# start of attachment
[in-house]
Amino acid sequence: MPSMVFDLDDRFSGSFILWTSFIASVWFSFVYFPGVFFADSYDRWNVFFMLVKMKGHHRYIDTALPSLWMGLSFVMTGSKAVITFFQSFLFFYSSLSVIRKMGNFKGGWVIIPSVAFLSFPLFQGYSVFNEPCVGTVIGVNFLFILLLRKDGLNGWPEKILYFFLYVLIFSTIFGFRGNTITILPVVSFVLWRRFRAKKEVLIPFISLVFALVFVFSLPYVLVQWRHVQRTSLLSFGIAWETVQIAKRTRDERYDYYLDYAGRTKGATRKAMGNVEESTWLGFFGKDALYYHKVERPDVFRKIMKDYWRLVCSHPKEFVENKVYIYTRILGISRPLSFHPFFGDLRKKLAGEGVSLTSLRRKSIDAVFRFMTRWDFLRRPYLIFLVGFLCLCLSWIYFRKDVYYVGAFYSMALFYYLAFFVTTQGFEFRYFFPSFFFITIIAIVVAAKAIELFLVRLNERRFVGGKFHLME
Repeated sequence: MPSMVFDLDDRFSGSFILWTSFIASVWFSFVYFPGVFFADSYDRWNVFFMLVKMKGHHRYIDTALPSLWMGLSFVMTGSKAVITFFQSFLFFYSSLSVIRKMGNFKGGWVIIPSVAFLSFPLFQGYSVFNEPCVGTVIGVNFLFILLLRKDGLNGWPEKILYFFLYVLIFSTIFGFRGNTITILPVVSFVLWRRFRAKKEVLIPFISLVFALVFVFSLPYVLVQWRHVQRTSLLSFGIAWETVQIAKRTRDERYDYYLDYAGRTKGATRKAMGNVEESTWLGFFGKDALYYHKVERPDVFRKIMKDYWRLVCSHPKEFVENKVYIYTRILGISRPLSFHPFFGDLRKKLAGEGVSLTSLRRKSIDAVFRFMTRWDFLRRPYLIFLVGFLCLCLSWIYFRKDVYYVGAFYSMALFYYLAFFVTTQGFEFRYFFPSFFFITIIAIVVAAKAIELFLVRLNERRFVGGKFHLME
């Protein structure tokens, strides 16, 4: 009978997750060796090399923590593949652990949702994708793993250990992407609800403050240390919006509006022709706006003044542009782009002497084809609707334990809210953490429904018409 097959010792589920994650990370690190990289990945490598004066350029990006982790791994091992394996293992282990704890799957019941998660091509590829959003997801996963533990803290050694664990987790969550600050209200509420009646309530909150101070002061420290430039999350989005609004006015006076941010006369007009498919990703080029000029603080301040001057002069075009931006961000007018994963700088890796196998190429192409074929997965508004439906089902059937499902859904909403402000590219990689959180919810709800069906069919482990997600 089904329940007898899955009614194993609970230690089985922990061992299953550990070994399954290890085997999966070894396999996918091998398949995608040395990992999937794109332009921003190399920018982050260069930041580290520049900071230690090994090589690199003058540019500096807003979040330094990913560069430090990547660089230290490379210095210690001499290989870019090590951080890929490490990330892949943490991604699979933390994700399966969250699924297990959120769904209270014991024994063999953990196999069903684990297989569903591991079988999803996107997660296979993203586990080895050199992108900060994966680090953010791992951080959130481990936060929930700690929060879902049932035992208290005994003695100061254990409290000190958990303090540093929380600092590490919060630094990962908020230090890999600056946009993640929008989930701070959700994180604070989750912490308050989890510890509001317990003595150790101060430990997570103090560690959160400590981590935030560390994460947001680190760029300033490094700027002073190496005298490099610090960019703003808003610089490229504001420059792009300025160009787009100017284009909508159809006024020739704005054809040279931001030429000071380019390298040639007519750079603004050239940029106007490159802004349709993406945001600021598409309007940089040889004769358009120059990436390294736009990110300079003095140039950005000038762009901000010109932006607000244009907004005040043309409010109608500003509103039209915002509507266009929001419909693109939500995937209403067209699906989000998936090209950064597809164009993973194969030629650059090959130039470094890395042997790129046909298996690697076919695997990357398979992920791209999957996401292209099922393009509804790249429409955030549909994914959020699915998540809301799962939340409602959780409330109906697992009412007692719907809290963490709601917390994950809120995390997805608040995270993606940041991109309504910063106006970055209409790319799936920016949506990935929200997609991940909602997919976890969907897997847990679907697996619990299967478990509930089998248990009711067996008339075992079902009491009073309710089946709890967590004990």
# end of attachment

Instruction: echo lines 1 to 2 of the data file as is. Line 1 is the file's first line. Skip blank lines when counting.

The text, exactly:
[in-house]
Amino acid sequence: MPSMVFDLDDRFSGSFILWTSFIASVWFSFVYFPGVFFADSYDRWNVFFMLVKMKGHHRYIDTALPSLWMGLSFVMTGSKAVITFFQSFLFFYSSLSVIRKMGNFKGGWVIIPSVAFLSFPLFQGYSVFNEPCVGTVIGVNFLFILLLRKDGLNGWPEKILYFFLYVLIFSTIFGFRGNTITILPVVSFVLWRRFRAKKEVLIPFISLVFALVFVFSLPYVLVQWRHVQRTSLLSFGIAWETVQIAKRTRDERYDYYLDYAGRTKGATRKAMGNVEESTWLGFFGKDALYYHKVERPDVFRKIMKDYWRLVCSHPKEFVENKVYIYTRILGISRPLSFHPFFGDLRKKLAGEGVSLTSLRRKSIDAVFRFMTRWDFLRRPYLIFLVGFLCLCLSWIYFRKDVYYVGAFYSMALFYYLAFFVTTQGFEFRYFFPSFFFITIIAIVVAAKAIELFLVRLNERRFVGGKFHLME